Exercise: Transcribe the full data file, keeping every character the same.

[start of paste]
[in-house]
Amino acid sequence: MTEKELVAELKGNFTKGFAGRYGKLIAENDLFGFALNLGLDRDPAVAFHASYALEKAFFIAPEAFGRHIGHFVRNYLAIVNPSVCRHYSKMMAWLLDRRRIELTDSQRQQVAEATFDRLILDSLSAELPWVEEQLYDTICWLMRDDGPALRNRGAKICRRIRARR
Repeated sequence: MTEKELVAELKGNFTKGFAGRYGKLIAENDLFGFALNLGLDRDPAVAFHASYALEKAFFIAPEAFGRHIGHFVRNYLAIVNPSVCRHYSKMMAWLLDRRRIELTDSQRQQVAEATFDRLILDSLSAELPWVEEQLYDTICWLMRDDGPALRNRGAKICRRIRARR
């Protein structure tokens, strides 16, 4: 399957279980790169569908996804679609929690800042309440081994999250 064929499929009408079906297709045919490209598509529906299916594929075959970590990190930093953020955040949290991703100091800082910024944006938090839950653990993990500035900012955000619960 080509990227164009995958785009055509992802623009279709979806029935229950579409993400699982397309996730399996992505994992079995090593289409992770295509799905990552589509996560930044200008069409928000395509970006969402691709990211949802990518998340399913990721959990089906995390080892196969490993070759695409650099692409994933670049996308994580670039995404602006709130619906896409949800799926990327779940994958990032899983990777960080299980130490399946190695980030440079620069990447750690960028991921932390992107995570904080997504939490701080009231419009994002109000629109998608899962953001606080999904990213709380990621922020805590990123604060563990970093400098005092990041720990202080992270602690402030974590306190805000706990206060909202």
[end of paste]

[in-house]
Amino acid sequence: MTEKELVAELKGNFTKGFAGRYGKLIAENDLFGFALNLGLDRDPAVAFHASYALEKAFFIAPEAFGRHIGHFVRNYLAIVNPSVCRHYSKMMAWLLDRRRIELTDSQRQQVAEATFDRLILDSLSAELPWVEEQLYDTICWLMRDDGPALRNRGAKICRRIRARR
Repeated sequence: MTEKELVAELKGNFTKGFAGRYGKLIAENDLFGFALNLGLDRDPAVAFHASYALEKAFFIAPEAFGRHIGHFVRNYLAIVNPSVCRHYSKMMAWLLDRRRIELTDSQRQQVAEATFDRLILDSLSAELPWVEEQLYDTICWLMRDDGPALRNRGAKICRRIRARR
């Protein structure tokens, strides 16, 4: 399957279980790169569908996804679609929690800042309440081994999250 064929499929009408079906297709045919490209598509529906299916594929075959970590990190930093953020955040949290991703100091800082910024944006938090839950653990993990500035900012955000619960 080509990227164009995958785009055509992802623009279709979806029935229950579409993400699982397309996730399996992505994992079995090593289409992770295509799905990552589509996560930044200008069409928000395509970006969402691709990211949802990518998340399913990721959990089906995390080892196969490993070759695409650099692409994933670049996308994580670039995404602006709130619906896409949800799926990327779940994958990032899983990777960080299980130490399946190695980030440079620069990447750690960028991921932390992107995570904080997504939490701080009231419009994002109000629109998608899962953001606080999904990213709380990621922020805590990123604060563990970093400098005092990041720990202080992270602690402030974590306190805000706990206060909202």